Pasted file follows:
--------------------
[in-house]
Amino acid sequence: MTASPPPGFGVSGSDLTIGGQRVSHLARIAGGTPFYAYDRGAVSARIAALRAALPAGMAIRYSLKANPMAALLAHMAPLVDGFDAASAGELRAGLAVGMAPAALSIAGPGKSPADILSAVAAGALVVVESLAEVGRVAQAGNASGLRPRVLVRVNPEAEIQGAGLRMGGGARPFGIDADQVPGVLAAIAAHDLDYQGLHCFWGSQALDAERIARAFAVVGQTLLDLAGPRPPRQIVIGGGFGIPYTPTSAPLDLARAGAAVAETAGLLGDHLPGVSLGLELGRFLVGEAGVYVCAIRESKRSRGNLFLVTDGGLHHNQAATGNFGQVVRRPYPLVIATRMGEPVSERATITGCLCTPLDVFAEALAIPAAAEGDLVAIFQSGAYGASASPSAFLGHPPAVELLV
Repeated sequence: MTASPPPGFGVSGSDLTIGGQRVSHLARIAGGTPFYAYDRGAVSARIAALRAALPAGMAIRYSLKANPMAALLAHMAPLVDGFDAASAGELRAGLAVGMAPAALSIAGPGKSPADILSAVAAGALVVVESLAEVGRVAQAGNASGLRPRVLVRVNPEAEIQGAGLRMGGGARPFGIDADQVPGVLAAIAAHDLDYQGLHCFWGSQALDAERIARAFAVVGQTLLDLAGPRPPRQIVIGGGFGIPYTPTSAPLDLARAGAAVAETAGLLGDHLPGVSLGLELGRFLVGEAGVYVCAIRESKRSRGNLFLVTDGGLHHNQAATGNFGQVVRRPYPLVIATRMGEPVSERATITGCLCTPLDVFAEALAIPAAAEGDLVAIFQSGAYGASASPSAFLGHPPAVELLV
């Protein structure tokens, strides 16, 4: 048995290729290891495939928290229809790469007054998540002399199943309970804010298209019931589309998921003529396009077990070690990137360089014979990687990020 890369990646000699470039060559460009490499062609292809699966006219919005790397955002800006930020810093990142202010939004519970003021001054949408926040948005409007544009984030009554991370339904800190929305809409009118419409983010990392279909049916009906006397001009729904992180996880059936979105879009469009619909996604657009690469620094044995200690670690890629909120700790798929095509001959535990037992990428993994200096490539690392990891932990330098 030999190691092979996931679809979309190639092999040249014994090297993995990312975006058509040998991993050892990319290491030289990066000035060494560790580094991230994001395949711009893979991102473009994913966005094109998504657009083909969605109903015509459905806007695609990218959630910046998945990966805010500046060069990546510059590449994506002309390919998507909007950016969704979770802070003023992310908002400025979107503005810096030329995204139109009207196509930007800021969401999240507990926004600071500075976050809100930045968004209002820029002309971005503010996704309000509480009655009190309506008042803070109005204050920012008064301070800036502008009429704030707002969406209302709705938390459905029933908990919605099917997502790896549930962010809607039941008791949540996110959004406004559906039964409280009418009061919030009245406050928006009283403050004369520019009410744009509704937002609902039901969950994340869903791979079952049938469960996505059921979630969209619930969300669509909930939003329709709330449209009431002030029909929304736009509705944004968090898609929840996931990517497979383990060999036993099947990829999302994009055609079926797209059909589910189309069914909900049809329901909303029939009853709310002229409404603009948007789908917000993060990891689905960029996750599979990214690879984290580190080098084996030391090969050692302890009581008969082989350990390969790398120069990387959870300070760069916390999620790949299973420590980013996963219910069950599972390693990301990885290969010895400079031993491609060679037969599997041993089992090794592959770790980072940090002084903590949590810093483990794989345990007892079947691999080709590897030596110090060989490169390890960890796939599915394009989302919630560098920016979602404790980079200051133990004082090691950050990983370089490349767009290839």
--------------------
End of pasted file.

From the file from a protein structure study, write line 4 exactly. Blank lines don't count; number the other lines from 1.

């Protein structure tokens, strides 16, 4: 048995290729290891495939928290229809790469007054998540002399199943309970804010298209019931589309998921003529396009077990070690990137360089014979990687990020 890369990646000699470039060559460009490499062609292809699966006219919005790397955002800006930020810093990142202010939004519970003021001054949408926040948005409007544009984030009554991370339904800190929305809409009118419409983010990392279909049916009906006397001009729904992180996880059936979105879009469009619909996604657009690469620094044995200690670690890629909120700790798929095509001959535990037992990428993994200096490539690392990891932990330098 030999190691092979996931679809979309190639092999040249014994090297993995990312975006058509040998991993050892990319290491030289990066000035060494560790580094991230994001395949711009893979991102473009994913966005094109998504657009083909969605109903015509459905806007695609990218959630910046998945990966805010500046060069990546510059590449994506002309390919998507909007950016969704979770802070003023992310908002400025979107503005810096030329995204139109009207196509930007800021969401999240507990926004600071500075976050809100930045968004209002820029002309971005503010996704309000509480009655009190309506008042803070109005204050920012008064301070800036502008009429704030707002969406209302709705938390459905029933908990919605099917997502790896549930962010809607039941008791949540996110959004406004559906039964409280009418009061919030009245406050928006009283403050004369520019009410744009509704937002609902039901969950994340869903791979079952049938469960996505059921979630969209619930969300669509909930939003329709709330449209009431002030029909929304736009509705944004968090898609929840996931990517497979383990060999036993099947990829999302994009055609079926797209059909589910189309069914909900049809329901909303029939009853709310002229409404603009948007789908917000993060990891689905960029996750599979990214690879984290580190080098084996030391090969050692302890009581008969082989350990390969790398120069990387959870300070760069916390999620790949299973420590980013996963219910069950599972390693990301990885290969010895400079031993491609060679037969599997041993089992090794592959770790980072940090002084903590949590810093483990794989345990007892079947691999080709590897030596110090060989490169390890960890796939599915394009989302919630560098920016979602404790980079200051133990004082090691950050990983370089490349767009290839």